Happy Ho Ho Ho To You
As sure as Christmas trees and Christmas movies in the holiday season are the Christmas adverts. We love ’em; we hate ’em. We share ’em; we deride them. We laugh. We cry. Let’s face it, we usually buy.
The “WestJet Holiday Miracle” is the talk of the holiday advertising buzz on the Interwebs. I guess 25 million youtube views can’t be wrong. Well, they can be, but this time, they’re worthy. Clever and sweet, it personifies the spirit of giving as WestJet employees race to fulfill the unfettered wish list of two planes of passengers.
Sniff. I am not teary. Not one bit. I’m catching a cold, I swear.
Our culture is saturated with the pressures to buy and sell and have and never more so than around the Christmas holiday season. Yet the right gift can, for a moment, make someone’s rough world a little smoother. Sure, WestJet gets great exposure from their “stunt”, not to mention repeat customers, but they also made this a very special Christmas for several hundred people, some of whom may not have had much expectation of anything at all. Look at those faces in the baggage claim, both of the giftees and the gifters. That’s joy and for many people this time of year, joy is very hard to find. For a few moments, WestJet instilled a little more joy in their passengers’ lives and with this video, allows the rest of the world to feel that joy too.
Which makes such blatantly crass ads, like J.C. Penny’s Black Friday advert that replaced the “Fa La La La La” lyrics in the re-purposed Deck the Halls so that carollers could exhort a soccer mom to “Go Go Go Go Go. Shop Shop Shop Shop.” Stay classy, Pennys.
You can’t go wrong with the eternal twee that is Hershey Kisses “We Wish You a Merry Christmas” advert, which is probably why they use it every year.
There’s something to be said for staying with what works, and Folgers does that every time it trots out “Peter Comes Home.” Look, I love “coming home” stories. Do not get me started on those videos of military fathers surprising their kids by coming home for Christmas. So this big brother/little sister advert from 1988 always makes my throat close up even if it does date back to the days before Keurig cups.
My favorite fun advert this year is Kmart’s cheeky (heh) Jingle Bells.
It rang up some controversy of course, because God forbid we have a sexy holiday advert about men. In a youtube search for “sexy holiday commercials,” Kmart’s “Jingle Bells” advert rang is as 18th in the list…following 17 versions of Victoria sharing her secret with the whole world. She’s a giver, that one.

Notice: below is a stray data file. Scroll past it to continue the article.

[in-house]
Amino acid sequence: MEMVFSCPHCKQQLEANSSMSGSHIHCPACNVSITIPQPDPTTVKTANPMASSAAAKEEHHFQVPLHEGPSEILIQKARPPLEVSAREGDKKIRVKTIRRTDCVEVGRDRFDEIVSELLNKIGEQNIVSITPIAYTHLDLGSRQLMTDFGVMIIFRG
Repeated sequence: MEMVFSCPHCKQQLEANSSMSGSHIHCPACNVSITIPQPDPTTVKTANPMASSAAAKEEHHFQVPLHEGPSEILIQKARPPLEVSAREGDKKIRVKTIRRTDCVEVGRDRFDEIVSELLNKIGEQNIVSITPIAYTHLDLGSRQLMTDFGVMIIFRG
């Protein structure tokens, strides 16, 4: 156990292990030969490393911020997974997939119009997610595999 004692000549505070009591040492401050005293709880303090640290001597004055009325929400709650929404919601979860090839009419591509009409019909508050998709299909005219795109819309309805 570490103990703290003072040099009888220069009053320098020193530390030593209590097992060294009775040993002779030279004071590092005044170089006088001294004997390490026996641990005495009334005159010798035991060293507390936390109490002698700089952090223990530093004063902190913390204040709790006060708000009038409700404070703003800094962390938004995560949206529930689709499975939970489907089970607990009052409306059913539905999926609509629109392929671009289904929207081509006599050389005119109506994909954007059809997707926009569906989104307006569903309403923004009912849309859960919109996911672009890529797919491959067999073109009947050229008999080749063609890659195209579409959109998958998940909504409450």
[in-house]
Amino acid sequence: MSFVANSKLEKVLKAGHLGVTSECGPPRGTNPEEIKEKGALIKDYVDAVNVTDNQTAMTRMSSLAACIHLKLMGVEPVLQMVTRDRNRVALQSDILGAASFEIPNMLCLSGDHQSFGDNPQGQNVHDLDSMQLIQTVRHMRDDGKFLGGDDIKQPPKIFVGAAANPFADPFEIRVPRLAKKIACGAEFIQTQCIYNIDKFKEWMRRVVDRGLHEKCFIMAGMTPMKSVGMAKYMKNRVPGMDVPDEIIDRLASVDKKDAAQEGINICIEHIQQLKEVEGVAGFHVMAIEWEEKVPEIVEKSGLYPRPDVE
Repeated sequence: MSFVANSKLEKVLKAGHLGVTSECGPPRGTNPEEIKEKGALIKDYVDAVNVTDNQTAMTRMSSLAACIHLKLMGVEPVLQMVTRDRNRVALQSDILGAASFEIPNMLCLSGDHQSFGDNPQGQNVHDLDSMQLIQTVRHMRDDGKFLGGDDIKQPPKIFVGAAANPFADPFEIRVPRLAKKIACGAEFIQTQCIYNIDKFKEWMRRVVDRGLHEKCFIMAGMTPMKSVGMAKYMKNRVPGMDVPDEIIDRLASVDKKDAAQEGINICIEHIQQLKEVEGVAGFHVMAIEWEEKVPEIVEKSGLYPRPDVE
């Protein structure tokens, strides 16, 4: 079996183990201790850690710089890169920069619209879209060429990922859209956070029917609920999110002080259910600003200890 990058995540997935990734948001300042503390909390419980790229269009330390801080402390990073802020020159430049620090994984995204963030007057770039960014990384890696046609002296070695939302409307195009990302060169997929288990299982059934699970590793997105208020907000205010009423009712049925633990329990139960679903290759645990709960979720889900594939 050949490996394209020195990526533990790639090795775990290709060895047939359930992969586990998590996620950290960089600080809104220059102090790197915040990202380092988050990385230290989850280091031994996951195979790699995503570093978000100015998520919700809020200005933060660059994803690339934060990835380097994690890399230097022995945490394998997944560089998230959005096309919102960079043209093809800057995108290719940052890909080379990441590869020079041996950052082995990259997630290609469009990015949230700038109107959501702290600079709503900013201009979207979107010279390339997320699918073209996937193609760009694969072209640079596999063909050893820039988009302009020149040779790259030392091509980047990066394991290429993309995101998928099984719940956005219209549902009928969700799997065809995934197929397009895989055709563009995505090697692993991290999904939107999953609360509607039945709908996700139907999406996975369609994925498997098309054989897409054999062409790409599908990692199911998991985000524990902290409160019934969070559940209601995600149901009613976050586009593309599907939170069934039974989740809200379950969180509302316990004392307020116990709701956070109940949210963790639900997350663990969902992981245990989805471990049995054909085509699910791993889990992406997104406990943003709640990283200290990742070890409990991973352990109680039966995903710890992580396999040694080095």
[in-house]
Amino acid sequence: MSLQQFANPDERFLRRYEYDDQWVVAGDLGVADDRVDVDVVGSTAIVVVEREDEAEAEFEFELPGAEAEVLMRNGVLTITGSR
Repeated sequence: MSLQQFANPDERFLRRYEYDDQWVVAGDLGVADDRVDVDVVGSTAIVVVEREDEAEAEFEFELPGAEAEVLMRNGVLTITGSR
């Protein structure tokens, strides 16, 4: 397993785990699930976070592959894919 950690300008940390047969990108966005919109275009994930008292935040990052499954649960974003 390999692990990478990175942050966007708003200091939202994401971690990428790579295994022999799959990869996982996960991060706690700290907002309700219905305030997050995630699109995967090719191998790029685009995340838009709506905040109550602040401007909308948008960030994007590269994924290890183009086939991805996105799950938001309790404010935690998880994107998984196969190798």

But my favorite advert overall in 2013 is the wonderfully lush series from British department store Marks & Spencer featuring model David Gandy (hmmm, Gandy Candy), eclectic actress Helena Bonham Carter, and model Rosie Huntington-Whiteley in an opulent Alice in Wonderland, Red Riding Hood, Aladdin, Wizard of Oz mash-up homage.
Before long though, all the buy buy buy mania requires a palate cleanser else we lose sight of our purpose. Enter the holiday flash mobs, all hung by the mall courts with care. This year the U.S. Air Force Band and Honor Guard took center stage at the National Air and Space Museum to spontaneously serenade patrons first with Bach’s Jesu, Joy of Man’s Desiring before seguing into Joy to the World...complete with celestial choir.
But my personal go-to will always be this one from 2010 when a choir slowly and seamlessly enraptured the harried patrons of this mall food court with The Hallelujah Chorus.
Wary, overstressed, uncertain shoppers who are just trying to catch a crowded bite to eat in the hell that is a mall at Christmastime glance around at the weird people standing up to spontaneously sing. Slowly, as other choir members join in, understanding and awe sweep through the room. The woman who begins it at :33 remains so committed to the performance, even at the 2:07 mark she still has the cell phone prop at her ear and sings the entire song with it lodged there. The man who hoists his “WET FLOOR” stand prop like an announcement banner, arms outstretched in triumph as he boisterously joins in with the tenor and soprano standing on chairs next to him to introduce the third line at :59 . The stunned expression on the transfixed young boy at 1:21 as the full choir erupts in glorious song and the moment his mother, originally suspicious at :37, now moved and filled with joy at 3:06, takes his hand in hers as she sings along – and he holds on. The father at 1:50 resettling his excited toddler into his seat with a loving scratch on his son’s head. The grandmother at 3:03 who wipes tears from her eyes as she records the event on her phone. The joy on the young soprano in the back of the crowd and on the faces of the tenor and alto standing on chairs from 2:34 to 2:42 and again when that young woman from the back is featured at 2:48. The smile on her face as she sings, knowing that in this mix of crazed commercialism, she’s gifting these people with this moment of unfettered joy. And finally, the choirs’ raised arms of triumph as they sing the victorious finale.
They. Get. It.
May all the joy be yours and with those you love this blessed holiday season.
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